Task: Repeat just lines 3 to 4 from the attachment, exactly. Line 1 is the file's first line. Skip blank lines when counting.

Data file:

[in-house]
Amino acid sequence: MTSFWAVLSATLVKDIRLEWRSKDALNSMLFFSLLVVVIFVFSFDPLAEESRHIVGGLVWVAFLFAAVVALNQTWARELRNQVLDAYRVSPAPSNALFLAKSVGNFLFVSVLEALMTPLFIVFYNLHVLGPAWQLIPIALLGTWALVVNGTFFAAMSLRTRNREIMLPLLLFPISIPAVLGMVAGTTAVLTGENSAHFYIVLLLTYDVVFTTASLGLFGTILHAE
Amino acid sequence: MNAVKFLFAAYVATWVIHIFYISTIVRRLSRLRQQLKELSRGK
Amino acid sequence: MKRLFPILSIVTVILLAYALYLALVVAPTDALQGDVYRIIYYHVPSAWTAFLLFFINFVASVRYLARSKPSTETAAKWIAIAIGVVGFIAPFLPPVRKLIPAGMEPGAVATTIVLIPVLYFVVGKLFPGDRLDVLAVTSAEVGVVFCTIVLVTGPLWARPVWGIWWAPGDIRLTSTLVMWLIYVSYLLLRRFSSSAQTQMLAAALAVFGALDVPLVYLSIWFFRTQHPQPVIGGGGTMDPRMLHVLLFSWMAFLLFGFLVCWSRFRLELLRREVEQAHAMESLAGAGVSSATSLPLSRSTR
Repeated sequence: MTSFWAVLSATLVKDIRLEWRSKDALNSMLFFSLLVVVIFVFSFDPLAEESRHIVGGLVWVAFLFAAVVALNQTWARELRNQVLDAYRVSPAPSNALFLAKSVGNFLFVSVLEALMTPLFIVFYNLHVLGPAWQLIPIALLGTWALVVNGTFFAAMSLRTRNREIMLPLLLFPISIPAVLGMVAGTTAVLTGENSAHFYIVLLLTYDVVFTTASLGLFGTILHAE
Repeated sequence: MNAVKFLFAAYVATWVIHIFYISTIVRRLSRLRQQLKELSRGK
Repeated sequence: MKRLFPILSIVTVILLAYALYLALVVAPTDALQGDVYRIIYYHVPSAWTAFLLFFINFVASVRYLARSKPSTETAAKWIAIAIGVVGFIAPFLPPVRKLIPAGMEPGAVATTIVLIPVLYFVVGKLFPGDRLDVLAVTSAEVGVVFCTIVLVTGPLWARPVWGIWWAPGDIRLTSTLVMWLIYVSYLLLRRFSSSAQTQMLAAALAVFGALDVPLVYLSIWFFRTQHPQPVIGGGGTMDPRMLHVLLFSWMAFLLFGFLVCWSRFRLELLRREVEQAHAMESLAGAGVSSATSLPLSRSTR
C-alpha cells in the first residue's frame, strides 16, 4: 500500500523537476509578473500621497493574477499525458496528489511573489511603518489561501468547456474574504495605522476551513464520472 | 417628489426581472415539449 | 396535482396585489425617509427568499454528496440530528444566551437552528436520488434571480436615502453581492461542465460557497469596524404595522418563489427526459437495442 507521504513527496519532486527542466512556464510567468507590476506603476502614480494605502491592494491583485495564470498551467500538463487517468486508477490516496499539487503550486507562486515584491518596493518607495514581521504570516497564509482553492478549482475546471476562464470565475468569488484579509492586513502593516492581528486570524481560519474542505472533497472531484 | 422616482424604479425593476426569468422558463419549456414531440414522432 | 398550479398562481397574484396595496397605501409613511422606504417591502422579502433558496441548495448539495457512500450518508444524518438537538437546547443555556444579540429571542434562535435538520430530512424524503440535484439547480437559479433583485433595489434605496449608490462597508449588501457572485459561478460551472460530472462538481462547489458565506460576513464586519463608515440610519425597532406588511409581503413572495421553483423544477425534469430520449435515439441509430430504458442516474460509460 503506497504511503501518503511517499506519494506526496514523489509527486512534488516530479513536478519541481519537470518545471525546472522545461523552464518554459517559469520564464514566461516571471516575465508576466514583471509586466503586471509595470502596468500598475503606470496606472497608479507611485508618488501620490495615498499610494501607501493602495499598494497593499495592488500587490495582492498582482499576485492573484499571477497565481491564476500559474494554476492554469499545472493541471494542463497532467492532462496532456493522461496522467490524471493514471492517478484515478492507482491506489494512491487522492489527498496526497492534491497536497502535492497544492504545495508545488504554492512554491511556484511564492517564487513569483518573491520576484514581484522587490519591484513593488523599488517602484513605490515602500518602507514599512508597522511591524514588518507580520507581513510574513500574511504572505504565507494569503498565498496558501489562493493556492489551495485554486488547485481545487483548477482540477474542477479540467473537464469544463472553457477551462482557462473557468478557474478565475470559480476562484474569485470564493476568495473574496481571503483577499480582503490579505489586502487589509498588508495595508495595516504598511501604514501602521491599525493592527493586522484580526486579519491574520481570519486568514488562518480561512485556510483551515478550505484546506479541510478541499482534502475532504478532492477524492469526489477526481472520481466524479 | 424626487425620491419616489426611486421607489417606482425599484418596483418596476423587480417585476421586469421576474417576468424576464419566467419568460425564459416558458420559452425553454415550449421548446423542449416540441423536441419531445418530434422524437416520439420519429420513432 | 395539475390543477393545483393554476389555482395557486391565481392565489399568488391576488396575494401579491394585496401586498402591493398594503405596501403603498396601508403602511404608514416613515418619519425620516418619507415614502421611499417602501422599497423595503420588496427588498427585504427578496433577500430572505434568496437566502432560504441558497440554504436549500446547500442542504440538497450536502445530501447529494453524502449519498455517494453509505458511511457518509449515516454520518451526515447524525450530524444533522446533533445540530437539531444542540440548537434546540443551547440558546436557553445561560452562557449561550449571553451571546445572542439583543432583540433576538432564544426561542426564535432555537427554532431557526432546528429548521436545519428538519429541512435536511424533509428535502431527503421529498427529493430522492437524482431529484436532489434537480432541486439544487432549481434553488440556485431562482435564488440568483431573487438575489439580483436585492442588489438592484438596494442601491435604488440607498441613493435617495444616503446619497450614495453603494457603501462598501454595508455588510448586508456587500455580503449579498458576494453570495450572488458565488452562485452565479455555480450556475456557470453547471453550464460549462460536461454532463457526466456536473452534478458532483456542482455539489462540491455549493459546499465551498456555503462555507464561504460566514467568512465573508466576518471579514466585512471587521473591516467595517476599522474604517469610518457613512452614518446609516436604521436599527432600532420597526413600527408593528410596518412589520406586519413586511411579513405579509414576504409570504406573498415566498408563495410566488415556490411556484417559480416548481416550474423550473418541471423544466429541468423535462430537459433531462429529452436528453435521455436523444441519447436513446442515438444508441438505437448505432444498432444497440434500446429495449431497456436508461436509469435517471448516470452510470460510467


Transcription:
Amino acid sequence: MNAVKFLFAAYVATWVIHIFYISTIVRRLSRLRQQLKELSRGK
Amino acid sequence: MKRLFPILSIVTVILLAYALYLALVVAPTDALQGDVYRIIYYHVPSAWTAFLLFFINFVASVRYLARSKPSTETAAKWIAIAIGVVGFIAPFLPPVRKLIPAGMEPGAVATTIVLIPVLYFVVGKLFPGDRLDVLAVTSAEVGVVFCTIVLVTGPLWARPVWGIWWAPGDIRLTSTLVMWLIYVSYLLLRRFSSSAQTQMLAAALAVFGALDVPLVYLSIWFFRTQHPQPVIGGGGTMDPRMLHVLLFSWMAFLLFGFLVCWSRFRLELLRREVEQAHAMESLAGAGVSSATSLPLSRSTR